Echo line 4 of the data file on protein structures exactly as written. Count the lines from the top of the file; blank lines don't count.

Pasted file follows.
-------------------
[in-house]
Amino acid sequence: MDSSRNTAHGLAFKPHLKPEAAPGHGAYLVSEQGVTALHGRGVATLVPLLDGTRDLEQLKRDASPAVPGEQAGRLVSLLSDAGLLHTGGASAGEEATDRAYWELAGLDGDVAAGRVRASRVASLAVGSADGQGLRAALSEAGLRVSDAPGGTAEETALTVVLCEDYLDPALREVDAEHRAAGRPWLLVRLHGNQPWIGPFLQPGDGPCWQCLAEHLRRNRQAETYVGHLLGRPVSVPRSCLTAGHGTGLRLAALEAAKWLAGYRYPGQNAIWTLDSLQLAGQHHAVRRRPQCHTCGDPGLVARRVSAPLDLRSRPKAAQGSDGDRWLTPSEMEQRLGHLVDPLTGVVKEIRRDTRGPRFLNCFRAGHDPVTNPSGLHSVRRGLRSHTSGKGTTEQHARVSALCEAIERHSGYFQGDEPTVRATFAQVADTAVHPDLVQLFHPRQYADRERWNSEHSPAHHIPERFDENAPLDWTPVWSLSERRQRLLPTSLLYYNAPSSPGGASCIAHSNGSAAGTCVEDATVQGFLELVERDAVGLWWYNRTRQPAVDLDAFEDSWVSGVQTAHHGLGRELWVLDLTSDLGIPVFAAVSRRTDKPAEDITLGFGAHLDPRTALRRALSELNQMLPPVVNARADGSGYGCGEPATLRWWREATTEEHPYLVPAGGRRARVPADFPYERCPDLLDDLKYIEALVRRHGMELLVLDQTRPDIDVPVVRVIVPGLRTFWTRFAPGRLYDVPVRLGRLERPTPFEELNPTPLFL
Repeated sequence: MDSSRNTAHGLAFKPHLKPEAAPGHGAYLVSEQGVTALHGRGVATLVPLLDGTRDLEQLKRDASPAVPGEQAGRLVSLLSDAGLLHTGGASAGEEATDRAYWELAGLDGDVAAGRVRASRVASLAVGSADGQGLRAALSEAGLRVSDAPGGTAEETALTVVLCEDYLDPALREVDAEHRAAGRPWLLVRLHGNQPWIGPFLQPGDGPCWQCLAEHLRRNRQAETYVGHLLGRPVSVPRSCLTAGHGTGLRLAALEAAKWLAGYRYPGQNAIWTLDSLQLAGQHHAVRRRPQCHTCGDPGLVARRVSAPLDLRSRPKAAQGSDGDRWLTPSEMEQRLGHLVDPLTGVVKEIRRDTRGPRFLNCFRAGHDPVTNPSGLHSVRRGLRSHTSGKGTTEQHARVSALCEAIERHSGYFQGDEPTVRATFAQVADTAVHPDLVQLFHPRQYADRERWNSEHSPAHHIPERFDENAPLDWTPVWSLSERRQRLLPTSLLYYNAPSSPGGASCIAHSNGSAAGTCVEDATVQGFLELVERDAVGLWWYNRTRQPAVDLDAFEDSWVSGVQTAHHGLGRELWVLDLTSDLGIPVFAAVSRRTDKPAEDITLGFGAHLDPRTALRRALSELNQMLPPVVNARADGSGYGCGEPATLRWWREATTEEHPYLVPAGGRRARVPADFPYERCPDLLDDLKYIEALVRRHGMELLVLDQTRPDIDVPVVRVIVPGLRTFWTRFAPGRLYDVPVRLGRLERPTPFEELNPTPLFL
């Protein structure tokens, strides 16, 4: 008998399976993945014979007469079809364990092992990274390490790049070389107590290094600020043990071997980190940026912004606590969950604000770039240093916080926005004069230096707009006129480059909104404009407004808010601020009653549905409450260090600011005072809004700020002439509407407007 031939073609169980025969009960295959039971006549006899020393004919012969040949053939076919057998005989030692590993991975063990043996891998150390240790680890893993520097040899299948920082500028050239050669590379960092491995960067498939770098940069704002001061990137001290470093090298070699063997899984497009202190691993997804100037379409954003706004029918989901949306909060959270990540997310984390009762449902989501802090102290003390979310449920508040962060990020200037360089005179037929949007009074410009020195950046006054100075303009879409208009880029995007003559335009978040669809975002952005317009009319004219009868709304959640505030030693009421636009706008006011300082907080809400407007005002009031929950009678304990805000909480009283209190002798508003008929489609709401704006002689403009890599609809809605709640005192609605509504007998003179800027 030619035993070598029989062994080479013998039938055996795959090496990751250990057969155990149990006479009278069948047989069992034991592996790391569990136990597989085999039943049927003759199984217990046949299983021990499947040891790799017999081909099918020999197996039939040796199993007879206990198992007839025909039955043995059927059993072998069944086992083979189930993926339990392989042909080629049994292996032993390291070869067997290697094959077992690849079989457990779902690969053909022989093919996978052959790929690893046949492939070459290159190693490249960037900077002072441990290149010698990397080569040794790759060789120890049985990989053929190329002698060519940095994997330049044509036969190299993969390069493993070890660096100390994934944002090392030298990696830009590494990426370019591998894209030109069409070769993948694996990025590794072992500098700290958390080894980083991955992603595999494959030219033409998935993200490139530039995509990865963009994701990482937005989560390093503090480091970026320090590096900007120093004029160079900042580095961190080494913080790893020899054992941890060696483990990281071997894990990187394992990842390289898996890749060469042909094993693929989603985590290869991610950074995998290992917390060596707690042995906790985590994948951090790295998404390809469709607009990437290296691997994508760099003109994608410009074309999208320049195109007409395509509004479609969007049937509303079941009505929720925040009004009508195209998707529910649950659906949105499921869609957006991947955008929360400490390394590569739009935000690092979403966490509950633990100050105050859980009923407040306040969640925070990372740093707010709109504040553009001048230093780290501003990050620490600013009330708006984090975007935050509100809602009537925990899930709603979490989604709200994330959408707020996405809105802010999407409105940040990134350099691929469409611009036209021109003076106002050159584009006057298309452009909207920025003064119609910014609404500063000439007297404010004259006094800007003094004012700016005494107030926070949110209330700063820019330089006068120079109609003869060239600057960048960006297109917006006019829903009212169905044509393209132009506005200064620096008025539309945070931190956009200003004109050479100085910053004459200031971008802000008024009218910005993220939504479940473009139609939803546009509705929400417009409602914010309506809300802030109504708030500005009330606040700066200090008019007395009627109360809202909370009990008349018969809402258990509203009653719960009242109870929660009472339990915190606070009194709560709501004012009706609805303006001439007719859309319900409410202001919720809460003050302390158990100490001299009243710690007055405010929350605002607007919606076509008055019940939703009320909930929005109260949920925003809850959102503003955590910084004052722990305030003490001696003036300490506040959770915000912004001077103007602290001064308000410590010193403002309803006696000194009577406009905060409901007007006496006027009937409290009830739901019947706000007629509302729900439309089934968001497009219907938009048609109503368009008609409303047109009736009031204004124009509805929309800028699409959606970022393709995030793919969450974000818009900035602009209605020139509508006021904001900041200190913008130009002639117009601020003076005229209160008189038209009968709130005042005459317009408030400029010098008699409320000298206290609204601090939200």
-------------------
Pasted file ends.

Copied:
């Protein structure tokens, strides 16, 4: 008998399976993945014979007469079809364990092992990274390490790049070389107590290094600020043990071997980190940026912004606590969950604000770039240093916080926005004069230096707009006129480059909104404009407004808010601020009653549905409450260090600011005072809004700020002439509407407007 031939073609169980025969009960295959039971006549006899020393004919012969040949053939076919057998005989030692590993991975063990043996891998150390240790680890893993520097040899299948920082500028050239050669590379960092491995960067498939770098940069704002001061990137001290470093090298070699063997899984497009202190691993997804100037379409954003706004029918989901949306909060959270990540997310984390009762449902989501802090102290003390979310449920508040962060990020200037360089005179037929949007009074410009020195950046006054100075303009879409208009880029995007003559335009978040669809975002952005317009009319004219009868709304959640505030030693009421636009706008006011300082907080809400407007005002009031929950009678304990805000909480009283209190002798508003008929489609709401704006002689403009890599609809809605709640005192609605509504007998003179800027 030619035993070598029989062994080479013998039938055996795959090496990751250990057969155990149990006479009278069948047989069992034991592996790391569990136990597989085999039943049927003759199984217990046949299983021990499947040891790799017999081909099918020999197996039939040796199993007879206990198992007839025909039955043995059927059993072998069944086992083979189930993926339990392989042909080629049994292996032993390291070869067997290697094959077992690849079989457990779902690969053909022989093919996978052959790929690893046949492939070459290159190693490249960037900077002072441990290149010698990397080569040794790759060789120890049985990989053929190329002698060519940095994997330049044509036969190299993969390069493993070890660096100390994934944002090392030298990696830009590494990426370019591998894209030109069409070769993948694996990025590794072992500098700290958390080894980083991955992603595999494959030219033409998935993200490139530039995509990865963009994701990482937005989560390093503090480091970026320090590096900007120093004029160079900042580095961190080494913080790893020899054992941890060696483990990281071997894990990187394992990842390289898996890749060469042909094993693929989603985590290869991610950074995998290992917390060596707690042995906790985590994948951090790295998404390809469709607009990437290296691997994508760099003109994608410009074309999208320049195109007409395509509004479609969007049937509303079941009505929720925040009004009508195209998707529910649950659906949105499921869609957006991947955008929360400490390394590569739009935000690092979403966490509950633990100050105050859980009923407040306040969640925070990372740093707010709109504040553009001048230093780290501003990050620490600013009330708006984090975007935050509100809602009537925990899930709603979490989604709200994330959408707020996405809105802010999407409105940040990134350099691929469409611009036209021109003076106002050159584009006057298309452009909207920025003064119609910014609404500063000439007297404010004259006094800007003094004012700016005494107030926070949110209330700063820019330089006068120079109609003869060239600057960048960006297109917006006019829903009212169905044509393209132009506005200064620096008025539309945070931190956009200003004109050479100085910053004459200031971008802000008024009218910005993220939504479940473009139609939803546009509705929400417009409602914010309506809300802030109504708030500005009330606040700066200090008019007395009627109360809202909370009990008349018969809402258990509203009653719960009242109870929660009472339990915190606070009194709560709501004012009706609805303006001439007719859309319900409410202001919720809460003050302390158990100490001299009243710690007055405010929350605002607007919606076509008055019940939703009320909930929005109260949920925003809850959102503003955590910084004052722990305030003490001696003036300490506040959770915000912004001077103007602290001064308000410590010193403002309803006696000194009577406009905060409901007007006496006027009937409290009830739901019947706000007629509302729900439309089934968001497009219907938009048609109503368009008609409303047109009736009031204004124009509805929309800028699409959606970022393709995030793919969450974000818009900035602009209605020139509508006021904001900041200190913008130009002639117009601020003076005229209160008189038209009968709130005042005459317009408030400029010098008699409320000298206290609204601090939200």